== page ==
Contributed by Matt Martin
What does that mean? Let us show you.
If you are familiar at all with linters, Quokka.js has a lot of similarities. A linter is used to identify potential bugs, and even code that may be difficult to maintain. The best part about tools like these is that they get installed in the coding environment you are already using, so you don’t have to integrate any additional steps into your prototyping workflow. Your testing happens simultaneous to coding.
Where Quokka.js differs from a standard linter is in the live feedback functionality. Using live feedback, you can see results as you go. This presents a lot of potential opportunities as you code. For example, let’s say you wanted to experiment with a new library or function — using Quokka.js would allow you to run and test the output of that library without having to build a test environment. Better yet, the results are all reported inline, so the results are reported alongside the code that is generating them. Another good example of how useful live feedback is is time testing. With a simple addition of /?./ following the line of code running a function, you can time how long that function takes to execute. This comes in handy when trying to decide on the most optimal way to write your code.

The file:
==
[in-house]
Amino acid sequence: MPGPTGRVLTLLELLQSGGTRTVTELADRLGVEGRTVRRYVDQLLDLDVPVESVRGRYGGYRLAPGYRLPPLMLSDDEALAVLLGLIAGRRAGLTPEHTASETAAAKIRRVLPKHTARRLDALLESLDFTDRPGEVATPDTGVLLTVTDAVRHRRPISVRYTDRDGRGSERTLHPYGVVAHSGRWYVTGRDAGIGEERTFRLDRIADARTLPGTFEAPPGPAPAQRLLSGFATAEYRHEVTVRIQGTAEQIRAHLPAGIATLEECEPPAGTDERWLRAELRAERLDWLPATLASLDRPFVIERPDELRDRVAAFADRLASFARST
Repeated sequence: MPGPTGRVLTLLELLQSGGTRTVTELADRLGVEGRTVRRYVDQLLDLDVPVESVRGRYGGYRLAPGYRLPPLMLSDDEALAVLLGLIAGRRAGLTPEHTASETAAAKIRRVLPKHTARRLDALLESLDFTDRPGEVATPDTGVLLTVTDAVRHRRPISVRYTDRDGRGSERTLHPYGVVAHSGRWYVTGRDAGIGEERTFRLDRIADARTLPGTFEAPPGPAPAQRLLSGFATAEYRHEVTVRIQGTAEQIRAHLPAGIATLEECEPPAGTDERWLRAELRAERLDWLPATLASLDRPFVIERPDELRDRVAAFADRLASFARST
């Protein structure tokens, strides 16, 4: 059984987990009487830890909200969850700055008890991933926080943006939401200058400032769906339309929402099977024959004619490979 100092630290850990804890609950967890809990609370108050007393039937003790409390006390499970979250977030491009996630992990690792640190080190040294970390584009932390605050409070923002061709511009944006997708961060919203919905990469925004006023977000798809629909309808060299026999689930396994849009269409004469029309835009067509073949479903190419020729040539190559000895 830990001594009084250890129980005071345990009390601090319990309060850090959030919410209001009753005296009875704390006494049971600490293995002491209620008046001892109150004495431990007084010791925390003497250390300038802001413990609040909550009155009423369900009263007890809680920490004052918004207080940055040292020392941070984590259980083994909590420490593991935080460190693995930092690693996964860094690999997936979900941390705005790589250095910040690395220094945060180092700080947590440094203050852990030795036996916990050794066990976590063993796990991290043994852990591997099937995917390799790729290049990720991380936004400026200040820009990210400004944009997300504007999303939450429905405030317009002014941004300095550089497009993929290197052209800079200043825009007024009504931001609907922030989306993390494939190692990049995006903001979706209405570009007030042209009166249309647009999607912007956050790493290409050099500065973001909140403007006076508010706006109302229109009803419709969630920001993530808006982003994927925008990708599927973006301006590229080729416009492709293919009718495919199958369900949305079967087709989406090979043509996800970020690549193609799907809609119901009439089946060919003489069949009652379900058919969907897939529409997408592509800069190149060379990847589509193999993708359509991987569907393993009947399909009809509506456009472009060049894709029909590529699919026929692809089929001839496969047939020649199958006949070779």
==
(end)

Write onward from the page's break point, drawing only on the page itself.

Additionally, getting live feedback in your coding environment means that you still have access to all of your code files and imports. You don’t have to worry about configuring that for a test environment. You can test code snippets right within your editor. Quokka.js also differs from linters by offering live logging, live code coverage, live comments, and project file importing.
Are there other tools like this?
The answer is, not really. There are linters, but they don’t do nearly as much as Quokka.js. Alternatively there is another tool called Wallaby.js from the creators of Quokka.js, but there are quite a few differences between the tools. Wallaby.js is a more robust, test runner. Whereas Quokka.js was built to be a playground or a sandbox environment. Additionally, Quokka.js has a free community option that allows users to build their own plugins. This means that you can augment the features of Quokka.js to fit your needs and make the possibilities endless.
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Many times as a mobile developer I have to work on apps without the API ready that was crucial for the feature I was implementing. Either the backend was developed by another team that was not entirely in sync with us or our backend team had no chance to implement those endpoints earlier. For this reason, I was not able to satisfy the Definition of Done but it does not mean that I have implemented the UI only.